The Low End Theory: Celebrating This Saturday's "12 Bassists of Christmas" with 12 Great Bass Lines
9) The Beach Boys, "Good Vibrations"
It's unknown which member of the Wrecking Crew actually played this. Some sources credit Carol Kaye. However, our Beach Boys records, including the Smile Sessions double CD, do not include detailed production credits. It's likely, given that "Good Vibrations" was recorded in several studios over a period of months, that several bassists ended up on the final version. Regardless, this is a perfect distillation of Wilson's production sound at the time. The bass sneaks in on the offbeat, weaving its way around the verses, before coming in full strength on the chorus.
10) ESG, "UFO"
Bassist: Deborah Scroggins
Originally known as Emerald, Sapphire and Gold, the four Scroggins sisters (plus friend Tito) emerged from the early-'80s South Bronx. Influenced by the breakbeats they heard in local parks, their version of dance music incorporated bass, percussion, brief lyric snatches and little else. It was sparse, minimal and polyrhythmic enough to get them noticed by the artsy crowd, including the 99 and Factory labels. Factory producer Martin Hannett recorded "UFO" and two other songs in a New Jersey studio, using some extra time left over from an A Certain Ratio session. At its heart was a descending bass riff, which held steady while the drums dropped in and out, and the guitars beamed in from outer space.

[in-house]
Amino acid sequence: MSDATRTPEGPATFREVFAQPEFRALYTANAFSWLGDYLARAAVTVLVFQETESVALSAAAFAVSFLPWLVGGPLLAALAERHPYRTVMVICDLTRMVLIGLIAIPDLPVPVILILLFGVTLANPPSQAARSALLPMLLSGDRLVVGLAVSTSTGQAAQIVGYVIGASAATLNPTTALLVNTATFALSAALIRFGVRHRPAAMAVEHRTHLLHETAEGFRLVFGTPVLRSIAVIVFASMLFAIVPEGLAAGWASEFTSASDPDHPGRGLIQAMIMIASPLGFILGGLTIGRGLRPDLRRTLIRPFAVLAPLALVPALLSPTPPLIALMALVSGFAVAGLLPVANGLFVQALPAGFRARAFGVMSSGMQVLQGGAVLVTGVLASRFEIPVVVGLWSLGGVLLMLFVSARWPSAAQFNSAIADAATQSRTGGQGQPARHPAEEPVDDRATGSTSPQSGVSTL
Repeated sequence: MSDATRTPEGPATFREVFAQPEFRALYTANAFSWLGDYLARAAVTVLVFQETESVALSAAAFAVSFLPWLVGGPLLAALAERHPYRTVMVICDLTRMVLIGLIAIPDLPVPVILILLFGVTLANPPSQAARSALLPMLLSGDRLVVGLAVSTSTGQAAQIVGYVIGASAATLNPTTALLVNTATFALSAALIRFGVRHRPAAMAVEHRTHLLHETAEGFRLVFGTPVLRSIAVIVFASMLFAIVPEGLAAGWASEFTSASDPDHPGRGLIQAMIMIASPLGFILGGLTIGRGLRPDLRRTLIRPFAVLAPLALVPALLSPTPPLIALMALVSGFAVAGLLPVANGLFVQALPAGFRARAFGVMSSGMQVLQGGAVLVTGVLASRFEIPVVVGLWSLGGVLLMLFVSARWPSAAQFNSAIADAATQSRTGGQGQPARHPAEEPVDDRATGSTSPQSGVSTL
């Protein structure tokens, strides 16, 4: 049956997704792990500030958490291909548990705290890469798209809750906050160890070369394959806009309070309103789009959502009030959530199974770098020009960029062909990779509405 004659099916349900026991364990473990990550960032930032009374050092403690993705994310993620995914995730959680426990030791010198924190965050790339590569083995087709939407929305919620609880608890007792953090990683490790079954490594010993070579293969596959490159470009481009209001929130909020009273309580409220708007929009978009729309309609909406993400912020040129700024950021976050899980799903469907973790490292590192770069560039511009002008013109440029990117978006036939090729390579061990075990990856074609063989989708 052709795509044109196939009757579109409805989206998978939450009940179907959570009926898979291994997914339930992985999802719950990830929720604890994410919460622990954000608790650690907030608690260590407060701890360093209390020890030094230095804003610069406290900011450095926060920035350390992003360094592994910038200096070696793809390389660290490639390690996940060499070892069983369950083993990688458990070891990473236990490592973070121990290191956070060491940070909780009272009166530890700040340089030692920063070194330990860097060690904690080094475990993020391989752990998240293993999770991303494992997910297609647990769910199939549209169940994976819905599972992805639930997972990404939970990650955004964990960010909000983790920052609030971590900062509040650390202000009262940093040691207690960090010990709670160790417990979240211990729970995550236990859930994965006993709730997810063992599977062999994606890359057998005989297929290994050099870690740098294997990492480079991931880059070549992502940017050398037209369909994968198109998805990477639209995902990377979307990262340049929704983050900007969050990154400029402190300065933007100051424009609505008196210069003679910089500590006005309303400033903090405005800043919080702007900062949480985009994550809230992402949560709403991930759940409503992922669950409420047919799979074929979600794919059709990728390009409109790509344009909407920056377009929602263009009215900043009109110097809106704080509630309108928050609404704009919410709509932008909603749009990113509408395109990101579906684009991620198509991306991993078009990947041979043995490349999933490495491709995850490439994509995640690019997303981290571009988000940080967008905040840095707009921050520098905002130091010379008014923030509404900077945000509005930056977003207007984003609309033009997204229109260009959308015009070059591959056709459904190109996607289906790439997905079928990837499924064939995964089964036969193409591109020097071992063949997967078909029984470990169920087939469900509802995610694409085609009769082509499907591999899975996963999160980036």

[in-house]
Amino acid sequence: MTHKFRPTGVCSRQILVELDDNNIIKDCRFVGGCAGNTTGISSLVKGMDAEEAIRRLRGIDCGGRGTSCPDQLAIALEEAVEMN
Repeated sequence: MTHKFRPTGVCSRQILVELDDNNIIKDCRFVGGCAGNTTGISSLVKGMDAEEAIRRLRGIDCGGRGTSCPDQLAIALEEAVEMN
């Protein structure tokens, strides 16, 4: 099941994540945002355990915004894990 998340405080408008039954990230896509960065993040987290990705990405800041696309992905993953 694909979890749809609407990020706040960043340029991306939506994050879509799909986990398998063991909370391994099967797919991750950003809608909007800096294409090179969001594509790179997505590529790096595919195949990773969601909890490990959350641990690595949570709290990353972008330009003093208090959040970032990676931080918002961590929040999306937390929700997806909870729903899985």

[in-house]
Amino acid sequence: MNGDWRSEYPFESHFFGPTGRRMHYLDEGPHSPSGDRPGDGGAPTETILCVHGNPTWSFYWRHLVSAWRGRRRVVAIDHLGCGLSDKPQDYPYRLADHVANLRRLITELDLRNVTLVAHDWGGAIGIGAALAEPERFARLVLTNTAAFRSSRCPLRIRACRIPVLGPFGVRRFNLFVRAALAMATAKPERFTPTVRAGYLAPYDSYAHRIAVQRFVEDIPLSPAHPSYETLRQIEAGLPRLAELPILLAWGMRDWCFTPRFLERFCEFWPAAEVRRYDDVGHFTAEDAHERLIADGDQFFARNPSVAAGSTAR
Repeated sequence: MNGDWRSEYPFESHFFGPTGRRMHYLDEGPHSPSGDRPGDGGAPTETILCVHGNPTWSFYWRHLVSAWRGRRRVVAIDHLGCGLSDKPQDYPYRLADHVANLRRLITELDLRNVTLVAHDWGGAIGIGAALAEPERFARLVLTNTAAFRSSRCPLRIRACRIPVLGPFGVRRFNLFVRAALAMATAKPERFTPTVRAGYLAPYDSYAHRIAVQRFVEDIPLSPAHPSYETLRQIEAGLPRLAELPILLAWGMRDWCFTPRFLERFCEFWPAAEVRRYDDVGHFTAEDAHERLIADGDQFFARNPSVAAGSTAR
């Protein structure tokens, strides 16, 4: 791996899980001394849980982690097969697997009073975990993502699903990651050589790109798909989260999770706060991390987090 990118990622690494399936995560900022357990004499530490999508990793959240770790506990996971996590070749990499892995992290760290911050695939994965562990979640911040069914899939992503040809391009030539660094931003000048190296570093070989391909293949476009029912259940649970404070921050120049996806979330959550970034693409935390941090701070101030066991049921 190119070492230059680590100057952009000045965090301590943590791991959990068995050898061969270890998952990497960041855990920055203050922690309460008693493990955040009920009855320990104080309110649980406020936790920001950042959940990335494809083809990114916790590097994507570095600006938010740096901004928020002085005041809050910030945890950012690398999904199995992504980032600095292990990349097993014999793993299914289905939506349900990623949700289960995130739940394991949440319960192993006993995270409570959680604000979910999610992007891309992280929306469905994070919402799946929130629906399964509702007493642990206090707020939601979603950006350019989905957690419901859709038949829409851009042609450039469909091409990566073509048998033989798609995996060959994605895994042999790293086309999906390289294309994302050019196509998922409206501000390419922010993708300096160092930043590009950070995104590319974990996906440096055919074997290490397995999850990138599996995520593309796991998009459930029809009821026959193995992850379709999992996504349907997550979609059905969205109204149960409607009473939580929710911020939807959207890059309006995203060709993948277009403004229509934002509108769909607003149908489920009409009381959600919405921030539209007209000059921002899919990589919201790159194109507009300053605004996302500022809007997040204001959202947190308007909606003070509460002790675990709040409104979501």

11) Black Flag, "Six Pack"
Bassist: Chuck Dukowski
Next to guitarist/founder Greg Ginn, bassist Chuck Dukowski was arguably Black Flag's most essential member. He wrote some of the most powerful songs, including "My War," "American Waste" and "What I See." His blunt, aggressive bass style was the perfect counterpart to Ginn's fractured anti-solos and sculpted noise. "Six Pack" begins with a long, portentous bass solo. The drums and guitar gradually join in, and when the tempo change hits before the first verse, it's like being kicked in the gut.
12) The Who, "My Generation"
Bassist: John Entwistle
Almost too obvious to mention, "My Generation" contains the most famous bass solo in rock history. However, what's less appreciated is how Entwistle plays like a maniac through the entire song. This is especially clear on the instrumental version, which you can hear as a bonus track on the My Generation CD reissue.
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